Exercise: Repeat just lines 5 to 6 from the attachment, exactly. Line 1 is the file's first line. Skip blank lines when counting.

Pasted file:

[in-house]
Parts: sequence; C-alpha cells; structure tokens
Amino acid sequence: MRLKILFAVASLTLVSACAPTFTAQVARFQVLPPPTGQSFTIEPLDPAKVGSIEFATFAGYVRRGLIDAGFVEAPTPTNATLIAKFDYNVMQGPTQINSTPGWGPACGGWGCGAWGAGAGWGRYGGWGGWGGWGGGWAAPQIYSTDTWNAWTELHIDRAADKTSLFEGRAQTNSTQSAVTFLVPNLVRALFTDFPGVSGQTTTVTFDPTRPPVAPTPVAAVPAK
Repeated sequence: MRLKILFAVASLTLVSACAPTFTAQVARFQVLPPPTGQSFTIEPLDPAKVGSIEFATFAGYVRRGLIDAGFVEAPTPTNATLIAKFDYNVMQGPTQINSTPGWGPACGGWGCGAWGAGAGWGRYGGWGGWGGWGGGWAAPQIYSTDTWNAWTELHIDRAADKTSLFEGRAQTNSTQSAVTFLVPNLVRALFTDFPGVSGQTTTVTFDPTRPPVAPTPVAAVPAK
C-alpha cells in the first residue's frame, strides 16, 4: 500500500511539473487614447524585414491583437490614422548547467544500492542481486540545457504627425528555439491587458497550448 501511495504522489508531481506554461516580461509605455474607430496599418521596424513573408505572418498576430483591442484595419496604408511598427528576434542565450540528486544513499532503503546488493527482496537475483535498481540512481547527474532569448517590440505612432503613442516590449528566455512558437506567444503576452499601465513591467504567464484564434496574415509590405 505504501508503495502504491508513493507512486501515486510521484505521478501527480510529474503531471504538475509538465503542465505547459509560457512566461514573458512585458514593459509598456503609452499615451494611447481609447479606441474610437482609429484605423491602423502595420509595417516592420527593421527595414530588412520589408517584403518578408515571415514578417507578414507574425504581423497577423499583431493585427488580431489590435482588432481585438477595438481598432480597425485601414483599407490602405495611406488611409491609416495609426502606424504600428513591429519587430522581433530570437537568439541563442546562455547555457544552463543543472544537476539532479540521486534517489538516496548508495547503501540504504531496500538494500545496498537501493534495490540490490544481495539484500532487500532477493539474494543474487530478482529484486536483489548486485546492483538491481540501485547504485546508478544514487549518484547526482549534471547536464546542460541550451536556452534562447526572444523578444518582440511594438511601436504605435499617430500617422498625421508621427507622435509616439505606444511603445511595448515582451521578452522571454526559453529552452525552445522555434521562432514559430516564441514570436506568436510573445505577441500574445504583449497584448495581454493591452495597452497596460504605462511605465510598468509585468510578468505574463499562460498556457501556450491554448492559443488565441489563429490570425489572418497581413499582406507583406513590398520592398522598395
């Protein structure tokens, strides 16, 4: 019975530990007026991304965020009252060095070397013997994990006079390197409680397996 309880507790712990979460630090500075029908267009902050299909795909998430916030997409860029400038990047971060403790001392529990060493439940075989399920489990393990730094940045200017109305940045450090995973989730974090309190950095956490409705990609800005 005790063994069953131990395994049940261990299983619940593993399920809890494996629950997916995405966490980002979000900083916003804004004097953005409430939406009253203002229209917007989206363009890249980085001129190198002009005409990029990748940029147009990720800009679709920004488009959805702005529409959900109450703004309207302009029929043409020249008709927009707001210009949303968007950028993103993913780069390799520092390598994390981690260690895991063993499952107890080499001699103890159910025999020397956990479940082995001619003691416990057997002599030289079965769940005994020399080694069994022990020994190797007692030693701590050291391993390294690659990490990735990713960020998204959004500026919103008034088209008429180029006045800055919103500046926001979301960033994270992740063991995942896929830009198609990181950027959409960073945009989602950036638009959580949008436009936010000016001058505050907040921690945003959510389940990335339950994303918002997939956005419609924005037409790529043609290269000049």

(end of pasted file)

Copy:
C-alpha cells in the first residue's frame, strides 16, 4: 500500500511539473487614447524585414491583437490614422548547467544500492542481486540545457504627425528555439491587458497550448 501511495504522489508531481506554461516580461509605455474607430496599418521596424513573408505572418498576430483591442484595419496604408511598427528576434542565450540528486544513499532503503546488493527482496537475483535498481540512481547527474532569448517590440505612432503613442516590449528566455512558437506567444503576452499601465513591467504567464484564434496574415509590405 505504501508503495502504491508513493507512486501515486510521484505521478501527480510529474503531471504538475509538465503542465505547459509560457512566461514573458512585458514593459509598456503609452499615451494611447481609447479606441474610437482609429484605423491602423502595420509595417516592420527593421527595414530588412520589408517584403518578408515571415514578417507578414507574425504581423497577423499583431493585427488580431489590435482588432481585438477595438481598432480597425485601414483599407490602405495611406488611409491609416495609426502606424504600428513591429519587430522581433530570437537568439541563442546562455547555457544552463543543472544537476539532479540521486534517489538516496548508495547503501540504504531496500538494500545496498537501493534495490540490490544481495539484500532487500532477493539474494543474487530478482529484486536483489548486485546492483538491481540501485547504485546508478544514487549518484547526482549534471547536464546542460541550451536556452534562447526572444523578444518582440511594438511601436504605435499617430500617422498625421508621427507622435509616439505606444511603445511595448515582451521578452522571454526559453529552452525552445522555434521562432514559430516564441514570436506568436510573445505577441500574445504583449497584448495581454493591452495597452497596460504605462511605465510598468509585468510578468505574463499562460498556457501556450491554448492559443488565441489563429490570425489572418497581413499582406507583406513590398520592398522598395
């Protein structure tokens, strides 16, 4: 019975530990007026991304965020009252060095070397013997994990006079390197409680397996 309880507790712990979460630090500075029908267009902050299909795909998430916030997409860029400038990047971060403790001392529990060493439940075989399920489990393990730094940045200017109305940045450090995973989730974090309190950095956490409705990609800005 005790063994069953131990395994049940261990299983619940593993399920809890494996629950997916995405966490980002979000900083916003804004004097953005409430939406009253203002229209917007989206363009890249980085001129190198002009005409990029990748940029147009990720800009679709920004488009959805702005529409959900109450703004309207302009029929043409020249008709927009707001210009949303968007950028993103993913780069390799520092390598994390981690260690895991063993499952107890080499001699103890159910025999020397956990479940082995001619003691416990057997002599030289079965769940005994020399080694069994022990020994190797007692030693701590050291391993390294690659990490990735990713960020998204959004500026919103008034088209008429180029006045800055919103500046926001979301960033994270992740063991995942896929830009198609990181950027959409960073945009989602950036638009959580949008436009936010000016001058505050907040921690945003959510389940990335339950994303918002997939956005419609924005037409790529043609290269000049």